I could make each and every one of my thoughts known to "better" the people around me, and in the end they would banish me and my son.  People aren't going to respond well to my efforts.  I would not be able to keep myself safe within a community if my goal was to keep all of them safe from themselves.  After five years, I have realized that there might be problems for others without my intervention, but there definitely will be problems if I try to be some kind of superhero savior.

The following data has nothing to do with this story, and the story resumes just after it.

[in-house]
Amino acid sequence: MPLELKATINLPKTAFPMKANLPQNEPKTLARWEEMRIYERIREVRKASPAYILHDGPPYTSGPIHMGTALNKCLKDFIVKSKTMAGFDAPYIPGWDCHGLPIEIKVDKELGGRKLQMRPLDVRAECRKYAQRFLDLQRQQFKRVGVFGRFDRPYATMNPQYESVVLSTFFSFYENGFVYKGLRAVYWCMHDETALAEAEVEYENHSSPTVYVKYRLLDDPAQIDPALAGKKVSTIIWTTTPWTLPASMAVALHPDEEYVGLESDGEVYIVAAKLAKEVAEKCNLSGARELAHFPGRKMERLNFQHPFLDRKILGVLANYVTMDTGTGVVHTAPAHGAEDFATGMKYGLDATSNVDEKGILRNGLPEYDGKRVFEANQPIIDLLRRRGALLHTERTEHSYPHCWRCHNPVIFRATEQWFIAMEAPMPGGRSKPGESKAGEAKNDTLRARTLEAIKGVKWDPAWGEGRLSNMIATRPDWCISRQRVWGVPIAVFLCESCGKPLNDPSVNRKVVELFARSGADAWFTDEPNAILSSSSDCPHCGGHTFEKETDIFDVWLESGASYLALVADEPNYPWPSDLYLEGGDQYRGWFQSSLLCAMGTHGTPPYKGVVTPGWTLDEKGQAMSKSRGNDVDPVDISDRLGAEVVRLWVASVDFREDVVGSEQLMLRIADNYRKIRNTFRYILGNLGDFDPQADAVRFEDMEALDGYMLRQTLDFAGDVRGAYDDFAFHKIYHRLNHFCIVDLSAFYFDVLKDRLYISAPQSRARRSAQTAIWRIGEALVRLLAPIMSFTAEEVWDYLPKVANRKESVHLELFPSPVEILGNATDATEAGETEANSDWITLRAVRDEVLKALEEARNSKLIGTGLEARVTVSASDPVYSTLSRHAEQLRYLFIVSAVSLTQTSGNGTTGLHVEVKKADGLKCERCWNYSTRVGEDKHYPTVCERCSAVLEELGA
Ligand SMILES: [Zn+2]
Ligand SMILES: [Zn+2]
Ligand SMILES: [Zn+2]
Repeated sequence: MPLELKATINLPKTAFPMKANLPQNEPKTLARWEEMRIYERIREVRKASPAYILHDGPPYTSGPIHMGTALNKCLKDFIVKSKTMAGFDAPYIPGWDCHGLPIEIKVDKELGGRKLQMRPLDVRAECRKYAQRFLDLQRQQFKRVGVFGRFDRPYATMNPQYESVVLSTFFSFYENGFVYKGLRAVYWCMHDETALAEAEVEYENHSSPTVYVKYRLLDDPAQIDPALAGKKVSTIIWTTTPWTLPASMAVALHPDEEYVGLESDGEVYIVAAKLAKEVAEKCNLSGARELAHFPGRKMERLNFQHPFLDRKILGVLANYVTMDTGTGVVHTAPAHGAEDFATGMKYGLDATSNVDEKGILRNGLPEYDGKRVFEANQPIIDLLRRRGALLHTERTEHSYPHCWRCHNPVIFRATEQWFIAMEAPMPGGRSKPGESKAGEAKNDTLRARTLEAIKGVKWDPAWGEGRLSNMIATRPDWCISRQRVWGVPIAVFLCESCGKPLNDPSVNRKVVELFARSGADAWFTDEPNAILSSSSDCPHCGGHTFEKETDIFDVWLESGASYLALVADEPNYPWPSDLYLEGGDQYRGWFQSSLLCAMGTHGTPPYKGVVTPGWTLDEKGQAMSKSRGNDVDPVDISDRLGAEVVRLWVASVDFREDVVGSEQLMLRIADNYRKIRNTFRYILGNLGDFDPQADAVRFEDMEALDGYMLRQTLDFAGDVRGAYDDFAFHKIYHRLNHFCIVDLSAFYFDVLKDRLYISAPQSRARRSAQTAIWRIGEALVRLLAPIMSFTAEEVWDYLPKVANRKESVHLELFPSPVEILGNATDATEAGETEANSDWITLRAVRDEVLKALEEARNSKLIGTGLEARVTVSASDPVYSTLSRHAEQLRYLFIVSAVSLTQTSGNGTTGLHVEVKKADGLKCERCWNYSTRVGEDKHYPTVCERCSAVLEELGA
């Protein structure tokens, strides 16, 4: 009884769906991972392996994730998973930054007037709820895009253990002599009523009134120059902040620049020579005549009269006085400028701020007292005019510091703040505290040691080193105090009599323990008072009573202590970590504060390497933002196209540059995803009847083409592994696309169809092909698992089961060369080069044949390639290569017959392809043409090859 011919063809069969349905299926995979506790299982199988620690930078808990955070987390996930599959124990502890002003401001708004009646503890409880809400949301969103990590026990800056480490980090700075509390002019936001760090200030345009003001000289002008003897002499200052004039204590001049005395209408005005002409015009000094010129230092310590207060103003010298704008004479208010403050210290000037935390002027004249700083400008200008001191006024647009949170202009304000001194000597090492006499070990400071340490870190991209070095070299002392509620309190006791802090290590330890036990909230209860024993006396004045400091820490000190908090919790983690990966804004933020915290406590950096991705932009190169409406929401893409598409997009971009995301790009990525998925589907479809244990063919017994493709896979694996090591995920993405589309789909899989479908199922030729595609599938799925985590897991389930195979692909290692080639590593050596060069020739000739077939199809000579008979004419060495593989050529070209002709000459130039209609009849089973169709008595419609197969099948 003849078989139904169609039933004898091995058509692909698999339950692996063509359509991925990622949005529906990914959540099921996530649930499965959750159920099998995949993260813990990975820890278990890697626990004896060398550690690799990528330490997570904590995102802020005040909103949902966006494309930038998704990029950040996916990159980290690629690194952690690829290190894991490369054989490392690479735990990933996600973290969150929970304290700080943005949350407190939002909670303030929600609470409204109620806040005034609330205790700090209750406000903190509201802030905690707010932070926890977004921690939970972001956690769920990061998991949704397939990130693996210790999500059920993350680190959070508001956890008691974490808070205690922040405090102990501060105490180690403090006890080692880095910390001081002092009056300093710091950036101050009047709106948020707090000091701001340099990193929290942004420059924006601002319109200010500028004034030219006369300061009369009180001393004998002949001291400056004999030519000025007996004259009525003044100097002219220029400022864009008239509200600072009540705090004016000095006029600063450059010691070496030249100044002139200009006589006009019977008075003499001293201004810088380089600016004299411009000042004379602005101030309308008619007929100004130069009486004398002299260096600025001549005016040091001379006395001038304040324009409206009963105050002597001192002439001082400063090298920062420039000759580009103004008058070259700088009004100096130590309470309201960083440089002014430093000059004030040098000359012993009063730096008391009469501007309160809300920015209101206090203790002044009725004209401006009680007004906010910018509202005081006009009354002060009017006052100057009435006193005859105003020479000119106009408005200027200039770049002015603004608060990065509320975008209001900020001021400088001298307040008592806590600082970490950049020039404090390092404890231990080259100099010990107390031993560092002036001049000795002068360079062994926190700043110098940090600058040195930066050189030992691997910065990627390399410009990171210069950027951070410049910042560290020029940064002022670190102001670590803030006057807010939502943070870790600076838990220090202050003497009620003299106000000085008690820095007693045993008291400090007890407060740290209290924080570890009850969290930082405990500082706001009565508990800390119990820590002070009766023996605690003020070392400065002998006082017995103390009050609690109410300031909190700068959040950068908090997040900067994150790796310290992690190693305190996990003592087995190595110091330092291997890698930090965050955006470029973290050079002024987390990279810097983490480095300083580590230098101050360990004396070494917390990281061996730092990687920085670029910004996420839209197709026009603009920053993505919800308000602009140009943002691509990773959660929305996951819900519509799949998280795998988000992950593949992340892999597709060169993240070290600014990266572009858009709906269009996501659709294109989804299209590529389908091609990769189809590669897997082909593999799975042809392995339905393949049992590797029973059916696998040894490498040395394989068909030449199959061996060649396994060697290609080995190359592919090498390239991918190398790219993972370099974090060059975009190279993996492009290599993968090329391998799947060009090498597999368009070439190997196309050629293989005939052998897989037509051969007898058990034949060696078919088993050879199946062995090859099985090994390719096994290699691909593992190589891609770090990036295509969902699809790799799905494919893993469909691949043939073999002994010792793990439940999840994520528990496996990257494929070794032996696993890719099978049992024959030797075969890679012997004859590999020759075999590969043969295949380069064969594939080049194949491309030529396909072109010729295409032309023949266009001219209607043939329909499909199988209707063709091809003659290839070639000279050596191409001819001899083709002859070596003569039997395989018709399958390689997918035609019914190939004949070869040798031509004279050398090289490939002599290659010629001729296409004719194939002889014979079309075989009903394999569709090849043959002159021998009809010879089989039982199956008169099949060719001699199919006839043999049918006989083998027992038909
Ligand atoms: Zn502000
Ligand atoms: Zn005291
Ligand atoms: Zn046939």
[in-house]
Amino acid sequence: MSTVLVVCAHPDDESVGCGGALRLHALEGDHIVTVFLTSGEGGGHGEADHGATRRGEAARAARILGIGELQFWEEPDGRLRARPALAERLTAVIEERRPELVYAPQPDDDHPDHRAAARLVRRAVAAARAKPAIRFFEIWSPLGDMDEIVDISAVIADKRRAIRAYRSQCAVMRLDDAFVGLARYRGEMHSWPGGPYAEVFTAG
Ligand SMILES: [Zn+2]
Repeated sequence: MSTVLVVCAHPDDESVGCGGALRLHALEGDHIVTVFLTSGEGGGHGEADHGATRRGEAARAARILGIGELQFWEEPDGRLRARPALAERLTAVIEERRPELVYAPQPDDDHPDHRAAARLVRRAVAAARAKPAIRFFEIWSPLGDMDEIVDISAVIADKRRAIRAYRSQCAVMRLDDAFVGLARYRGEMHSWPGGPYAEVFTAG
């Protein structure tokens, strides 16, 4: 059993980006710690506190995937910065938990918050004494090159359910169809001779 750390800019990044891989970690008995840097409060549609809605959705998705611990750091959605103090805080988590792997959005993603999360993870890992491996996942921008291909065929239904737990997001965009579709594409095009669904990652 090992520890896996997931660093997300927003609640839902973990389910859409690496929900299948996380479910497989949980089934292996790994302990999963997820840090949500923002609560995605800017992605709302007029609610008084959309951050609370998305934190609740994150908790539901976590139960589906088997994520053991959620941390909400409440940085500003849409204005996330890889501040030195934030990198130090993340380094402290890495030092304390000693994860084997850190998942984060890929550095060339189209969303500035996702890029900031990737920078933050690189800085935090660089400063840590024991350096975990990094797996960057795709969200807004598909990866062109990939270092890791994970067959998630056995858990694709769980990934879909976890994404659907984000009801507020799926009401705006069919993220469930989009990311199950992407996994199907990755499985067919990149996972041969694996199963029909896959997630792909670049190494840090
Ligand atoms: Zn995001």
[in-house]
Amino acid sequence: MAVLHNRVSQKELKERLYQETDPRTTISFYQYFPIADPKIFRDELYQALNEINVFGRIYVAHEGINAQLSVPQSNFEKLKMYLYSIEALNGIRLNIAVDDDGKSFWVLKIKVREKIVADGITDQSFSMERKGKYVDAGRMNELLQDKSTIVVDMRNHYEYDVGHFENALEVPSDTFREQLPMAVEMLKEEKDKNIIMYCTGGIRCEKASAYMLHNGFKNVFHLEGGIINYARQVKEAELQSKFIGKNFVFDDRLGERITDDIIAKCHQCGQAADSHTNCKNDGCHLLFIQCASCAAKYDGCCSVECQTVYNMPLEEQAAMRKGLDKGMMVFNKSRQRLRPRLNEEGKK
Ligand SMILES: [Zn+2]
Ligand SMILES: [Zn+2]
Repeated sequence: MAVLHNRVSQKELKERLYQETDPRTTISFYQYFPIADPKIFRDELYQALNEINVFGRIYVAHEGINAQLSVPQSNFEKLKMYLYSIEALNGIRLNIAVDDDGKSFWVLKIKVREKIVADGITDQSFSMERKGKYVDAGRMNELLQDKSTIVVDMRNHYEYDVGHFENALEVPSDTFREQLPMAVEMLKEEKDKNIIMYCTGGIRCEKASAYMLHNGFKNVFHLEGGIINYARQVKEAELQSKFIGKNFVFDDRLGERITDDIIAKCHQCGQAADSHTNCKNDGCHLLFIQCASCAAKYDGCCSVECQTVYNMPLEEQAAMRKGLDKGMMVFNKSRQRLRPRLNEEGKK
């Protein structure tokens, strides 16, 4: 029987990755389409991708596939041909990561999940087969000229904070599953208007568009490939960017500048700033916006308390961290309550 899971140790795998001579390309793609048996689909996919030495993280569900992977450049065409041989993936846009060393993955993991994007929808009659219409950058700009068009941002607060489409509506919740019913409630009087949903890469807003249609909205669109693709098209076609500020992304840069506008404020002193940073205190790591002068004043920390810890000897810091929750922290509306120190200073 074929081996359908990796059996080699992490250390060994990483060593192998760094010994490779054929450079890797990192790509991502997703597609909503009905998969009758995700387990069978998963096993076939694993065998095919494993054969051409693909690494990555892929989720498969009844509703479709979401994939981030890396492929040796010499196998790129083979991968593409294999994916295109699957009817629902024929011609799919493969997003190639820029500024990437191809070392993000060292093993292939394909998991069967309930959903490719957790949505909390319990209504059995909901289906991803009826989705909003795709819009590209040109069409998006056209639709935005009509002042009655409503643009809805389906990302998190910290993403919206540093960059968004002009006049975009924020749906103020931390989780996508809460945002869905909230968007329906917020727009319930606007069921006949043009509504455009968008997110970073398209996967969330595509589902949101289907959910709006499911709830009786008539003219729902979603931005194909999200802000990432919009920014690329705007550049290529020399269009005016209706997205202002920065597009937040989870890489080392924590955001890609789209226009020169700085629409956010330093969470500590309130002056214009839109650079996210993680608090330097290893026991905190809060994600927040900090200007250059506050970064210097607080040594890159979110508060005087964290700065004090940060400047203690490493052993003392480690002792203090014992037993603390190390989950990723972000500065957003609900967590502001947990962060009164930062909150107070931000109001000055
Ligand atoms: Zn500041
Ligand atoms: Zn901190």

At the same time, I need to think of the many times I have been wrong.  My act of superiority aside, I'm as stupid as anyone else.  Humbly, I have needed some guidance too.  Have I always welcomed interference from outsiders?  It really depends how it was delivered and by whom.  MYOB (mind your own business) works both ways.  If I want someone to MYOB then I have to adhere to the same principle---even when I think I'm right.

Dr. Phil asked, "Do you want to be right or do you want to be happy?" and I'm telling myself that I want to be happy.  I will stop trying to fix the world, save all the children and right all the wrongs.


By practicing my mantra:

Not my circus.
Not my monkeys.
Not my problem.